To use one example, the FTSE 100 first peaked at 6 930 index points in December 1999 at the height of the dotcom boom. It had to wait until October 2007 to regain this level. After the financial crisis, it finally hit a new record in April 2014. The index slumped back to 6 585 points at the end of last year, a 19-year low. Similarly, the FTSEurofirst Index of the top 300 European companies has not beaten its 20-year record.

There are good reasons why the US equity market performed better over the past decade, notably a relentless focus by company management on shareholder returns, higher levels of innovation and a stronger economy compared to other developed markets. But this does not necessarily mean that the US will outperform over the next 10 years.


Thirdly, while South African equities lagged global and US equities in recent years, they have outperformed over other periods. Indeed over the longest period for which data is available, (since 1900) the JSE has beaten other major markets according to the landmark study by London Business School professors Dimson, Staunton and Marsh. This outperformance came mostly in three spurts, the 1930s Depression era, the late 1970s (when the JSE was boosted by the surging gold price) and the 2000s commodity boom. There were also long periods of underperformance, including the most recent. It would therefore also be a mistake to assume that local markets will always outperform or underperform. Simple extrapolation is always dangerous.


Fourthly, the JSE has become increasingly international, partly due to the secondary listing on the JSE of big global consumer companies (Richemont, AB InBev, BAT) but also because local companies have diversified abroad (Naspers, MTN, Woolworths). Mining companies have always been international as their output is priced in dollars. This is another reason to believe that the JSE’s performance relative to global markets will not be as pronounced in the future, since the price of a large component of the local index is set directly in global markets, with no reference to local political or economic developments. However, locally focused shares are also influenced by global market conditions, partly because of the large foreign ownership. Simply put, local investors get plenty of global exposure on the JSE.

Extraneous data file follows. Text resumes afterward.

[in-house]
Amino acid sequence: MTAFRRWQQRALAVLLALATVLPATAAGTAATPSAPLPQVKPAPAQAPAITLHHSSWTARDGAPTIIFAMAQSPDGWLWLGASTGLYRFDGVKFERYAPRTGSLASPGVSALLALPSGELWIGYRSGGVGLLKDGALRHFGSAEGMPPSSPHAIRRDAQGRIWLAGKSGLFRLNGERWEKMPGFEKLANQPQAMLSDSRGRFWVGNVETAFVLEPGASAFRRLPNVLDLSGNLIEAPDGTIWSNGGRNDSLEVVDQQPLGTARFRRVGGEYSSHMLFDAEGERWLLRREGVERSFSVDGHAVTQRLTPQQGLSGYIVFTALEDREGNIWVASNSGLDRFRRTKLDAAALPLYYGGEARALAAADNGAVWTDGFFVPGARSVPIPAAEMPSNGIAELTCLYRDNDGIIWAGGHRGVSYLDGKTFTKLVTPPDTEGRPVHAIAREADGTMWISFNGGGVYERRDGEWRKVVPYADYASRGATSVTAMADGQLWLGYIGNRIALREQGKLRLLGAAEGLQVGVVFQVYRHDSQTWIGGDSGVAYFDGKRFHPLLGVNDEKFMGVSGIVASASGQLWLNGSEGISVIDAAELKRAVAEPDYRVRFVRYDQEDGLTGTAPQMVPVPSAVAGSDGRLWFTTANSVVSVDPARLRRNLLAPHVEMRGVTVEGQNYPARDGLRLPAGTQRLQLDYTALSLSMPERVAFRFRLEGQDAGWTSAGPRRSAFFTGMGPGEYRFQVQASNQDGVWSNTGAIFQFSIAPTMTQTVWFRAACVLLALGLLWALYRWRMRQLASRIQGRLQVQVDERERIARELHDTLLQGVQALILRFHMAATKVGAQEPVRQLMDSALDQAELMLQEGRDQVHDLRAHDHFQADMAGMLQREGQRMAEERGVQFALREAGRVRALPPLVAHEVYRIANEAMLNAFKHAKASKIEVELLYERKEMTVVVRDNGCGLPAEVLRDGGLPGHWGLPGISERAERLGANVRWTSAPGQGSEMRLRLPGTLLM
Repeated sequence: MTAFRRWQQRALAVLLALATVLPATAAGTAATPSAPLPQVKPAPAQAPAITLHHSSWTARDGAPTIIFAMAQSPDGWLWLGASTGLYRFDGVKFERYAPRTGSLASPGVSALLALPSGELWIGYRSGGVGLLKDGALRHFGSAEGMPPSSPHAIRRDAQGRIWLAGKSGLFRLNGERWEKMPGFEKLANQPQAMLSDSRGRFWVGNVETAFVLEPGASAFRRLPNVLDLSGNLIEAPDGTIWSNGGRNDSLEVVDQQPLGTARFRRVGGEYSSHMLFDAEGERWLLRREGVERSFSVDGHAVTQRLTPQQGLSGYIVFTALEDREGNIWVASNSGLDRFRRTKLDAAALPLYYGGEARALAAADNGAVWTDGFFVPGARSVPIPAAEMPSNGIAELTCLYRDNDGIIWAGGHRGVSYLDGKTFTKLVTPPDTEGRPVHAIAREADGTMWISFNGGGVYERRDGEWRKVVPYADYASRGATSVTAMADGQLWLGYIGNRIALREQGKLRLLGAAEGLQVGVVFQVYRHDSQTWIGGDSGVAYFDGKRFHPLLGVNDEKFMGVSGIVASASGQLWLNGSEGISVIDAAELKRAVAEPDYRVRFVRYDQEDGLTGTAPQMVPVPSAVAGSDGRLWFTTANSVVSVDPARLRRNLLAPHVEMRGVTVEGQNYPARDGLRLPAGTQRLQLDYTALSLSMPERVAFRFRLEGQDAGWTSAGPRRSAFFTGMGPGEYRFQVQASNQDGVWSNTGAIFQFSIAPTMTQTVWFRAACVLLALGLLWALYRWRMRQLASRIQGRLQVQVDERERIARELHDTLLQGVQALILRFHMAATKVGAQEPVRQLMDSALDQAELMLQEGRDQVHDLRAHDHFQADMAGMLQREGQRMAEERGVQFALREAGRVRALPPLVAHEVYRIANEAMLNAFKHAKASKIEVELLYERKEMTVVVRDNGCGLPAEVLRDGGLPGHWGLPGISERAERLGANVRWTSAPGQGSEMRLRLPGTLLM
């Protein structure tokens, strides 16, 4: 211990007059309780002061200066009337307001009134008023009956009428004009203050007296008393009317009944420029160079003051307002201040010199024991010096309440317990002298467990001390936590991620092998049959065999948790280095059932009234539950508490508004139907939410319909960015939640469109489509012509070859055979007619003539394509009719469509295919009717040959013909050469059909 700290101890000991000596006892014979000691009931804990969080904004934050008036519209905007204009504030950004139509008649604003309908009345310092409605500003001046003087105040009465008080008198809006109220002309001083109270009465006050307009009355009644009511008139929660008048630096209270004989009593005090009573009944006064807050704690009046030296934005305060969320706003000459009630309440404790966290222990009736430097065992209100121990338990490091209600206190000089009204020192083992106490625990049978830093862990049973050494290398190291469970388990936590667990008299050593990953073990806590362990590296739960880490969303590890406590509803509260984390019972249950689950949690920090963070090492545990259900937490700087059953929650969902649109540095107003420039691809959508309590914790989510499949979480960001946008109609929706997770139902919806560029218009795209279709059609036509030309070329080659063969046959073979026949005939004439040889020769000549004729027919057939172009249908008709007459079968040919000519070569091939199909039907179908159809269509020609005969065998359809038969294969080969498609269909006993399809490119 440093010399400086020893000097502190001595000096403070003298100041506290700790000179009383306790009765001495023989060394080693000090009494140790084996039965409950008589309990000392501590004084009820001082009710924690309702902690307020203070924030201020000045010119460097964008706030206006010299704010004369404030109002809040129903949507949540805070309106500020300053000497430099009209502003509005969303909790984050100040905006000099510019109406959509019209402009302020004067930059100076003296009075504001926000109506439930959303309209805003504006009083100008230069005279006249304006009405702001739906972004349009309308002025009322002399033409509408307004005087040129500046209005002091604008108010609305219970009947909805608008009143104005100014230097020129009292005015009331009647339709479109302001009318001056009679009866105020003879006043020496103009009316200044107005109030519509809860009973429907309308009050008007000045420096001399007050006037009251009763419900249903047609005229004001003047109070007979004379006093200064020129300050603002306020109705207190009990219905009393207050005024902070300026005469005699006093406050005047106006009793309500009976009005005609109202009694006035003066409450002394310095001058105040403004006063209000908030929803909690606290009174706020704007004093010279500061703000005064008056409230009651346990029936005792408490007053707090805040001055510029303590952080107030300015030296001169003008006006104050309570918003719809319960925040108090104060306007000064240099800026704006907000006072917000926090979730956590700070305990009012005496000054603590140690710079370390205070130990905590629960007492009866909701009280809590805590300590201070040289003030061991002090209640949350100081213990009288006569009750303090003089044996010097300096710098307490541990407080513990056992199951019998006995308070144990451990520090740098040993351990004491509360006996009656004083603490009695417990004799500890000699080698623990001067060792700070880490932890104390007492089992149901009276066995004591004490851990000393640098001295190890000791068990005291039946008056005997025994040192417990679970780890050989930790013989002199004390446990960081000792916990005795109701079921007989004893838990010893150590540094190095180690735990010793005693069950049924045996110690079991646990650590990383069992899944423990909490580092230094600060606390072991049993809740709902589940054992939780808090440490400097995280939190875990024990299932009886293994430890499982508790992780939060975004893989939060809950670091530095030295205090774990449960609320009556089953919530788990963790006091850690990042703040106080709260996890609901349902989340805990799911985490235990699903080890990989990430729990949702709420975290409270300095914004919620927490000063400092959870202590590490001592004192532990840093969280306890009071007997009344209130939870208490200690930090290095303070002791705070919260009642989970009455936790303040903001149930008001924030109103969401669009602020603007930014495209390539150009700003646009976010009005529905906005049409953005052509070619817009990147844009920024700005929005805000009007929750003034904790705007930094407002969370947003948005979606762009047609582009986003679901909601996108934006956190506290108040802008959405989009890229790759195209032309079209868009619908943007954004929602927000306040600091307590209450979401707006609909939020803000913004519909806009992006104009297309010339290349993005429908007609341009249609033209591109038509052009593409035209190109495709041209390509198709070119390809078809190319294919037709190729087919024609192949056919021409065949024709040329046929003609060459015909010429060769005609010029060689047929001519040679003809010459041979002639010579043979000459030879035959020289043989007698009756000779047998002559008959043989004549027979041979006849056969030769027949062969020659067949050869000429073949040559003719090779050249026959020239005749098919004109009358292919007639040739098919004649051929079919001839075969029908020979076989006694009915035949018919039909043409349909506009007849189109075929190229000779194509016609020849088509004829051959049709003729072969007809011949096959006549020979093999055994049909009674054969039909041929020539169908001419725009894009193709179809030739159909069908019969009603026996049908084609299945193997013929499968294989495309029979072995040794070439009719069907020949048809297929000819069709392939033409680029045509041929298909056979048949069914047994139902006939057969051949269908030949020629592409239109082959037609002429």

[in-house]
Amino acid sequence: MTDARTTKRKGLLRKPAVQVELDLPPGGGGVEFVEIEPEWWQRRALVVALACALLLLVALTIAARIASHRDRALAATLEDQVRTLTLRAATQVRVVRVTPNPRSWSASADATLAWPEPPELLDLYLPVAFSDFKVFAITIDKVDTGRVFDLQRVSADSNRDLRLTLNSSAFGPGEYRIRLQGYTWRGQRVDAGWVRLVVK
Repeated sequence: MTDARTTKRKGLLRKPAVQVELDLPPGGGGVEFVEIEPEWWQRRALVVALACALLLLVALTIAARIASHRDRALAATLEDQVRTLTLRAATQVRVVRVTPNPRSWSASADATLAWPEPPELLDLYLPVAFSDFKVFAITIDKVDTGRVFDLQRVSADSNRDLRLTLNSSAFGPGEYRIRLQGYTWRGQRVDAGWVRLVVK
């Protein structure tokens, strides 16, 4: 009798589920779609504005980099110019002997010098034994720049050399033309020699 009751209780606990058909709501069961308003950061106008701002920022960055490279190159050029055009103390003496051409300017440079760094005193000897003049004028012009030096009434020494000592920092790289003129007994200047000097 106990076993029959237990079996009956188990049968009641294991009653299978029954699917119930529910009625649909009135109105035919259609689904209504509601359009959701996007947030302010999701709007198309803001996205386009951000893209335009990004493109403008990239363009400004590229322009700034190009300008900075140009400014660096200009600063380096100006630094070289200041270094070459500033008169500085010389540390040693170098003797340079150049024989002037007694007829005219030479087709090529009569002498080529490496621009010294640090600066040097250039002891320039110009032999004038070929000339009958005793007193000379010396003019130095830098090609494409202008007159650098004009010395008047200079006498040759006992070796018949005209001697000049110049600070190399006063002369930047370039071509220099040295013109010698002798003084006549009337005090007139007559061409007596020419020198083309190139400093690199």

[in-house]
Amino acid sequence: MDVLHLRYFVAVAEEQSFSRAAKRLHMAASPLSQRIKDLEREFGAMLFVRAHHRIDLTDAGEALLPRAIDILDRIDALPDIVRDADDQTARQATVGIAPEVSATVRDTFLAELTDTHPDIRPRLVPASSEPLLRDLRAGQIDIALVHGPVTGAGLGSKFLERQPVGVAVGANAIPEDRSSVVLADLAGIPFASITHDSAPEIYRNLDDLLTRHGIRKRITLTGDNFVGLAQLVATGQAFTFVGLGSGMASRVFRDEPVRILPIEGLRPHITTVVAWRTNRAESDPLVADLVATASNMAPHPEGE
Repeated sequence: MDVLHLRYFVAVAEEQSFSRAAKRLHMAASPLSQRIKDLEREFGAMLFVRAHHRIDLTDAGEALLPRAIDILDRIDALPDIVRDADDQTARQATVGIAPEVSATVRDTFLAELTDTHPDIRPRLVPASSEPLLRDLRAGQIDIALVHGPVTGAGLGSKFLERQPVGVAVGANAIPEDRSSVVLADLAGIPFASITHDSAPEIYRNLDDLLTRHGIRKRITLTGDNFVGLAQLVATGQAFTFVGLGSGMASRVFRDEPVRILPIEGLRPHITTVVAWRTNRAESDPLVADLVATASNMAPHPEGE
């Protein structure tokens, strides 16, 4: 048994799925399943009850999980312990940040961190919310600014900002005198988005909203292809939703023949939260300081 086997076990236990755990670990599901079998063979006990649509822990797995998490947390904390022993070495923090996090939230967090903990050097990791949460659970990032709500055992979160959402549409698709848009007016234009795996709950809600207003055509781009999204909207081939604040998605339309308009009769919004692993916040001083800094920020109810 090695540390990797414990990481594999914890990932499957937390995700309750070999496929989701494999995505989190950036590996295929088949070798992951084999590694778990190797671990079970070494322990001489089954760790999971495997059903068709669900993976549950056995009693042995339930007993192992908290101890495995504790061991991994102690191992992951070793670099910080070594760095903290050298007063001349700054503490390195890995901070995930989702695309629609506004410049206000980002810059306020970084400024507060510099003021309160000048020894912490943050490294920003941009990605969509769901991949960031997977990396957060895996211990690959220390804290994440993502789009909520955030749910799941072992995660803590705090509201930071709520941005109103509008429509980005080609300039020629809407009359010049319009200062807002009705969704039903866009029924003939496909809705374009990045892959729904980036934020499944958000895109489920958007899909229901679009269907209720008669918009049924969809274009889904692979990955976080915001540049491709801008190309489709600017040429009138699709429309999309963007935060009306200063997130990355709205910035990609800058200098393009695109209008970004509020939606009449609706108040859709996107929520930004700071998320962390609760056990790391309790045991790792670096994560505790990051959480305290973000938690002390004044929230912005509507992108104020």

This, by the way, is increasingly the case for most major markets: the benchmark index is not the same as the domestic economy. Just as the JSE does not reflect the SA economy, with more than half of its revenues generated overseas, so is the case for other countries. For the London Stock Exchange’s FTSE 100, three quarters of revenues come from outside the UK. For the US S&P 500, the number is around 40% and the recent surge in the dollar is therefore largely unwelcome.

Regulations currently allow 30% offshore exposure in balanced funds, which together with the global nature of local equities limits the need to take additional money offshore. The exposure to global economic activity in most balanced funds is therefore much more than half.


Finally, while most of the discussion above has centred on equities, balanced funds invest in interest-bearing assets too, and on this front local assets – from short-term cash to long-term government bonds and a lot of things in between – offer yields that investors in developed markets can only dream of. This is especially true once inflation is accounted. The German 10-year government bond yield is negative in real and nominal terms, compared to 8.5% for South Africa. The rand would have to depreciate by more than 8% against the euro every year for the next decade – double the inflation differential - for the former to generate a better return than the latter.


The bottom line in all of this is not to get carried away by good news or scare stories. Extreme positions in your portfolio imply perfect foresight, while in reality no one knows exactly how the future will play out. For most South African investors, the ideal portfolio is neither completely offshore nor completely domestic; the appropriate long-term asset allocation to achieve investment goals is likely to combine both. The exact mix will depend on the investor’s goals and risk appetite. In the short to medium term, valuations should dictate tactical shifts in asset allocation, and current valuations also don’t support an all-or-nothing view.

Dave Mohr is the Chief Investment Strategist and Izak Odendaal is an Investment Strategist from Old Mutual Multi-Managers.